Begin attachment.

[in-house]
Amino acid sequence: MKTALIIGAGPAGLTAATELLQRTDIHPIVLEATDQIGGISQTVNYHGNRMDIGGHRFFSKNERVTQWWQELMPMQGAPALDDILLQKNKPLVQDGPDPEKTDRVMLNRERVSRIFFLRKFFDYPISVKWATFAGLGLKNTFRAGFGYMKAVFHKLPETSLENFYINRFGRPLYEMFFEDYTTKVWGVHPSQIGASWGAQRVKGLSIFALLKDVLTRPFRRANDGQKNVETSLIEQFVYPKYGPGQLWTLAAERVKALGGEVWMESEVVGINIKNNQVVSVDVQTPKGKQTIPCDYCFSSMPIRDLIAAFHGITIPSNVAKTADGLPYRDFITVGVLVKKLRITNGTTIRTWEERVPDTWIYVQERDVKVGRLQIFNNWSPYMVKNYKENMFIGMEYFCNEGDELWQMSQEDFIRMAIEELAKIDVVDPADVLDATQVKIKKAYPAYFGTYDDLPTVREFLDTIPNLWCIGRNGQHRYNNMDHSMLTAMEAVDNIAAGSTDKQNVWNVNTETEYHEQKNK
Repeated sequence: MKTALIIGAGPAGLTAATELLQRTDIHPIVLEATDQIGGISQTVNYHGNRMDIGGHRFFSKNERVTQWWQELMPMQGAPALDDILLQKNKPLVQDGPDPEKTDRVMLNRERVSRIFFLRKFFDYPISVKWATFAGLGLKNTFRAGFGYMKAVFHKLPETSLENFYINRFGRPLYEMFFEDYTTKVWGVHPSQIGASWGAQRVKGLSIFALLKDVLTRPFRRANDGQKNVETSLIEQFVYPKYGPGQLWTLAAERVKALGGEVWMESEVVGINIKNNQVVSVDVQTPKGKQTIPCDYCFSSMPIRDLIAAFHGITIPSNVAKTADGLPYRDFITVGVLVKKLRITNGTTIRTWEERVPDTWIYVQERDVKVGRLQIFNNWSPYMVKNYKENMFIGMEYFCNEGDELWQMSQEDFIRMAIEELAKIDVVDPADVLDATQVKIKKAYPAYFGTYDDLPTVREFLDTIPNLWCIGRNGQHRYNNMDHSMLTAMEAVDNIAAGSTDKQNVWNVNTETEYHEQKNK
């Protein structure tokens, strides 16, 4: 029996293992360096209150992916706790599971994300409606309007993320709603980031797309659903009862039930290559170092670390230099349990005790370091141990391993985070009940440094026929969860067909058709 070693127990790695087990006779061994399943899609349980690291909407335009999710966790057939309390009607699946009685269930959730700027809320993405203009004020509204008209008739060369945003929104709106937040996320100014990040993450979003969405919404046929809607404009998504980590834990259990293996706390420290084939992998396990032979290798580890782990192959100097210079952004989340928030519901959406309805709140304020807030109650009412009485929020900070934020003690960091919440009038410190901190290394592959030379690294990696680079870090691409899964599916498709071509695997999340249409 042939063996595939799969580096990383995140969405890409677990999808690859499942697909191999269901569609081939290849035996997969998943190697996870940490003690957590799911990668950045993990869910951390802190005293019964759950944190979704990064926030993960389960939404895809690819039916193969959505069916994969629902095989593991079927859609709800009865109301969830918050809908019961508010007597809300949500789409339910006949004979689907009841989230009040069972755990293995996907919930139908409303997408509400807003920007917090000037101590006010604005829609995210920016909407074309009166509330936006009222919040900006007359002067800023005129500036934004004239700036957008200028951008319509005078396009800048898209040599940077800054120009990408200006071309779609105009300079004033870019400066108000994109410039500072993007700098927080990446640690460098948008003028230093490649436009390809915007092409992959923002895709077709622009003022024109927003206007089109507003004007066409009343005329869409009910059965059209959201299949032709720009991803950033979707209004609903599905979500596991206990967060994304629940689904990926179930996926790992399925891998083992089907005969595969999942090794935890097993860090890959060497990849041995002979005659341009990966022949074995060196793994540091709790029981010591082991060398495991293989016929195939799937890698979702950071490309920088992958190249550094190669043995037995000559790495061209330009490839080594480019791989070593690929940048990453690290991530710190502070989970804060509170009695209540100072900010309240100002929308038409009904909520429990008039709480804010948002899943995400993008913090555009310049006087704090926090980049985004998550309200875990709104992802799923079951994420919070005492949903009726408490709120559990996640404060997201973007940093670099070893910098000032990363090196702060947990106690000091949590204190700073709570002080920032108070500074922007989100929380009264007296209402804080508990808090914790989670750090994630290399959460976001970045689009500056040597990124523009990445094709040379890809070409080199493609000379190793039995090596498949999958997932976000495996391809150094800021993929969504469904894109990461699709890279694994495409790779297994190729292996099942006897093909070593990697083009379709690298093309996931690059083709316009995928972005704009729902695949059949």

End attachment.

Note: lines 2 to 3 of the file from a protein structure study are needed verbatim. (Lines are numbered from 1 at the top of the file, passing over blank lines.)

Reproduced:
Amino acid sequence: MKTALIIGAGPAGLTAATELLQRTDIHPIVLEATDQIGGISQTVNYHGNRMDIGGHRFFSKNERVTQWWQELMPMQGAPALDDILLQKNKPLVQDGPDPEKTDRVMLNRERVSRIFFLRKFFDYPISVKWATFAGLGLKNTFRAGFGYMKAVFHKLPETSLENFYINRFGRPLYEMFFEDYTTKVWGVHPSQIGASWGAQRVKGLSIFALLKDVLTRPFRRANDGQKNVETSLIEQFVYPKYGPGQLWTLAAERVKALGGEVWMESEVVGINIKNNQVVSVDVQTPKGKQTIPCDYCFSSMPIRDLIAAFHGITIPSNVAKTADGLPYRDFITVGVLVKKLRITNGTTIRTWEERVPDTWIYVQERDVKVGRLQIFNNWSPYMVKNYKENMFIGMEYFCNEGDELWQMSQEDFIRMAIEELAKIDVVDPADVLDATQVKIKKAYPAYFGTYDDLPTVREFLDTIPNLWCIGRNGQHRYNNMDHSMLTAMEAVDNIAAGSTDKQNVWNVNTETEYHEQKNK
Repeated sequence: MKTALIIGAGPAGLTAATELLQRTDIHPIVLEATDQIGGISQTVNYHGNRMDIGGHRFFSKNERVTQWWQELMPMQGAPALDDILLQKNKPLVQDGPDPEKTDRVMLNRERVSRIFFLRKFFDYPISVKWATFAGLGLKNTFRAGFGYMKAVFHKLPETSLENFYINRFGRPLYEMFFEDYTTKVWGVHPSQIGASWGAQRVKGLSIFALLKDVLTRPFRRANDGQKNVETSLIEQFVYPKYGPGQLWTLAAERVKALGGEVWMESEVVGINIKNNQVVSVDVQTPKGKQTIPCDYCFSSMPIRDLIAAFHGITIPSNVAKTADGLPYRDFITVGVLVKKLRITNGTTIRTWEERVPDTWIYVQERDVKVGRLQIFNNWSPYMVKNYKENMFIGMEYFCNEGDELWQMSQEDFIRMAIEELAKIDVVDPADVLDATQVKIKKAYPAYFGTYDDLPTVREFLDTIPNLWCIGRNGQHRYNNMDHSMLTAMEAVDNIAAGSTDKQNVWNVNTETEYHEQKNK